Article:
RIM, the company behind BlackBerry's wireless platform, including email and touchscreen technologies, is joining Adobe's Open Screen Project, a 50-organization-members-strong organization that aims to promote better apps for richer mobile, television, and desktop browsing experiences for users.
With this announcement, 19 out of the top 20 mobile handset manufacturers are now collaborating with Adobe to integrate Flash technology into their devices.
Also at MAX, Adobe and Nokia are jointly announcing the funding of more than 35 multi-screen applications as part of the Open Screen Project Fund. Several apps will be demonstrated at the show, including Twitter client Twittle, interactive map MyFestivalGuide, entertainment app SmartGrooves, frequent flyer app MileBlaster, real-time audience feedback app Live TalkBack, and many more.
Adobe is also announcing support for HTTP streaming and several new mobile-ready features, including multi-touch, gestures, accelerometer, and screen orientation.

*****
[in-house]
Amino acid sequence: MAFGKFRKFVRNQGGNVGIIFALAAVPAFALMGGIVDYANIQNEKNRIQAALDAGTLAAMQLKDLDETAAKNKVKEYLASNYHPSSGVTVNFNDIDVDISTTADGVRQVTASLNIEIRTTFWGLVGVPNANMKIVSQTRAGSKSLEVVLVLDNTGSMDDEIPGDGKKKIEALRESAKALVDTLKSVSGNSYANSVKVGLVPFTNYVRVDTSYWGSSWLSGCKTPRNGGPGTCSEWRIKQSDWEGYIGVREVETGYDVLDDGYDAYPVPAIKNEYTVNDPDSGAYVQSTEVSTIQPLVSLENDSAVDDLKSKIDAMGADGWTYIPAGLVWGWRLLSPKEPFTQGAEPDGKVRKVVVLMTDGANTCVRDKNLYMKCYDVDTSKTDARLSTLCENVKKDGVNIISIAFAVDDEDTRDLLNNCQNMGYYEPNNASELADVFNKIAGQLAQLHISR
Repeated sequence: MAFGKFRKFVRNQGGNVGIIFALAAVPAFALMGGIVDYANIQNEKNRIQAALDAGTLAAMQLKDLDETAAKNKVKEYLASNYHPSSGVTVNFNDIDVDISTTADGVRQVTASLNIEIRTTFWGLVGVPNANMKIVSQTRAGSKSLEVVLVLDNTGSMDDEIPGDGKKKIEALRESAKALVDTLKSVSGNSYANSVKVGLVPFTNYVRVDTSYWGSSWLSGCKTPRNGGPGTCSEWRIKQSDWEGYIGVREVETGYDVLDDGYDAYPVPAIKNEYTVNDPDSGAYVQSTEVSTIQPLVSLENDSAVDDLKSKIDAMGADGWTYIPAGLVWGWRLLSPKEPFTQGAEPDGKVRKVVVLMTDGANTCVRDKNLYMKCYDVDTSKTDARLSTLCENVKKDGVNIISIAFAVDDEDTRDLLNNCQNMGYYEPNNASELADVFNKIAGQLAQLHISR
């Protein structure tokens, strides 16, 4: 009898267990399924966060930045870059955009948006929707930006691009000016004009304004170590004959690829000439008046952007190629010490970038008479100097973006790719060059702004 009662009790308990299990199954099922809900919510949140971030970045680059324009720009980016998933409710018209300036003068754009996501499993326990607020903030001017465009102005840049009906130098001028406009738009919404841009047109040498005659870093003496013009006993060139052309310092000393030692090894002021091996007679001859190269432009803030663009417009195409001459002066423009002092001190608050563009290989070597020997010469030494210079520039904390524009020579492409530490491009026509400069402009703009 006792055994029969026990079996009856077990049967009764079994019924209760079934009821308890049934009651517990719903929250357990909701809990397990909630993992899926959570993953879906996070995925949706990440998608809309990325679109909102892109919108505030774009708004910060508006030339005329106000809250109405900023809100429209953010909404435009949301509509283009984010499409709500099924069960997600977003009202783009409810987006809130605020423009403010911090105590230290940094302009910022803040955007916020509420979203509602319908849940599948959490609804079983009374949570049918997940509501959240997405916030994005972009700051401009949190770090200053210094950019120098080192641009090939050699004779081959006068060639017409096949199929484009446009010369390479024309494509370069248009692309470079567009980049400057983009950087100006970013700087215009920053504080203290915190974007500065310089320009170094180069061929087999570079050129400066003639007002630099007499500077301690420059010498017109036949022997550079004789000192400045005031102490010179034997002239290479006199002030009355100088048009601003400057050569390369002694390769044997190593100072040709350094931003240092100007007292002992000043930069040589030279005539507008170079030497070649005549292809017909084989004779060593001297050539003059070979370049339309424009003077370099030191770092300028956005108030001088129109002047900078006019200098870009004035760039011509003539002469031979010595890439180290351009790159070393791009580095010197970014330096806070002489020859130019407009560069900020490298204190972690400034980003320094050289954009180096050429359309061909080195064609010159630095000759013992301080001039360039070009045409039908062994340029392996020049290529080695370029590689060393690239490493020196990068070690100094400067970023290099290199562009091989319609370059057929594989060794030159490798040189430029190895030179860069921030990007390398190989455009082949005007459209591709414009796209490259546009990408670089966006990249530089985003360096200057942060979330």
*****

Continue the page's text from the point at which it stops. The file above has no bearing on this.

Flash Player 10.1 is the first consistent browser-based runtime from the Open Screen Project that offers browsing of Flash-based web apps, HD video, and other content on smartphones, netbooks, other Internet-enabled devices.
Flash support is also expected for several other mobile platforms, including Google Android, Symbian, Palm webOS, and Windows Mobile. A public developer beta will be available for Windows Mobile, webOS, and desktop operating systems before the end of the year. A public developer beta for Android and Symbian should be announces early in 2010, with general availability and publicly available devices coming in the first half of 2010.